I’m an anthropologist and a writer, working at the intersections of social science, spirituality, and social change.
As an anthropologist, I’m trained to pay attention to the daily experiences of everyday life, and what these can tell us about larger social processes and trends. I’m fascinated by the messy, complicated, and contradictory ways our humanity expresses itself, and how that complexity plays out in our organizational and communal lives.
I have been involved with social change organizations – at the local, national, and international levels – for over 30 years, as a researcher, program director, funder, fundraiser, board member, and consultant.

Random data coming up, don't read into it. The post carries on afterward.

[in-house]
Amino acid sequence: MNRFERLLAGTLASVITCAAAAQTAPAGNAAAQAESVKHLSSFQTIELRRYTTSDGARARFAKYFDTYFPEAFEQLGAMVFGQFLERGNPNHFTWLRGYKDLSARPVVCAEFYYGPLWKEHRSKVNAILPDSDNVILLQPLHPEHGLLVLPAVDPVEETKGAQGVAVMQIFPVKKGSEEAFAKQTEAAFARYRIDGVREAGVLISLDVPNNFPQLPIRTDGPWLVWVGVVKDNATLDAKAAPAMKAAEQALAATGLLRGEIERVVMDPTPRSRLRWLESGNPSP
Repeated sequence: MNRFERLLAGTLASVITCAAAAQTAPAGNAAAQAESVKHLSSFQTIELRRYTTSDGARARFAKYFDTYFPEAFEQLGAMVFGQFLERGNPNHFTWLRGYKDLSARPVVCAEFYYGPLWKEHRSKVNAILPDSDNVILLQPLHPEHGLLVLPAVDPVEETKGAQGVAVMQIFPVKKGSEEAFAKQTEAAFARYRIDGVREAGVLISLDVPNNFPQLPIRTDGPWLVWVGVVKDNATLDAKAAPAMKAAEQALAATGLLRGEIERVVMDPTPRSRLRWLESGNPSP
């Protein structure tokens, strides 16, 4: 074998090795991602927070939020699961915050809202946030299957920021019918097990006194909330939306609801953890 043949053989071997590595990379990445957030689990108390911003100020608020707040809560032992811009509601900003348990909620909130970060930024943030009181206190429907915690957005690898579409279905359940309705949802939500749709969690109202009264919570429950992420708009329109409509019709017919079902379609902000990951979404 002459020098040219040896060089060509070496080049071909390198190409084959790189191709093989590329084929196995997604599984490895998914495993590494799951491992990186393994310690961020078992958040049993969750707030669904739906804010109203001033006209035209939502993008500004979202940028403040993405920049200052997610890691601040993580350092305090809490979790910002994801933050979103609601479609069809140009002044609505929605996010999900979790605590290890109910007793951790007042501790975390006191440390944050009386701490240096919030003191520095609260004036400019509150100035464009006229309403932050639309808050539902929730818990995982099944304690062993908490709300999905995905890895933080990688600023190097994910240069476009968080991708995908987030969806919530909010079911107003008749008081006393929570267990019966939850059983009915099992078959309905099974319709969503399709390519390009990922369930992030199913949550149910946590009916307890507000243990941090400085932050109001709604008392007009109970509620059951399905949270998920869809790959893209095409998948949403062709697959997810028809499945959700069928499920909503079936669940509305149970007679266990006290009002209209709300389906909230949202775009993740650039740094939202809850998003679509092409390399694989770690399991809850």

I hold a BA in Anthropology from Vassar College, a Master’s in Public Health and a PhD in Sociocultural and Medical Anthropology, from the University of Arizona. I also completed a certificate in Congregational Health Ministry at Andover Newton Theological School, and the training program for educators with the Institute for Jewish Spirituality.
I have been a Visiting Scholar at The Hadassah-Brandeis Institute, Brandeis University, and at the Center for Judaic Studies, University of Arizona.
My writings have appeared in various publications, including Contemporary Jewry, Culture and Religion, The Forward, the Arizona Jewish Post, and Fresh Ideas: The HBI Blog, and have won awards from the American Jewish Press Association, the Arizona Press Club and the Conference on Medicine and Religion.
My current book project, My Mother’s Kaddish, is a braided memoir examining Jewish mourning rituals and end-of-life care.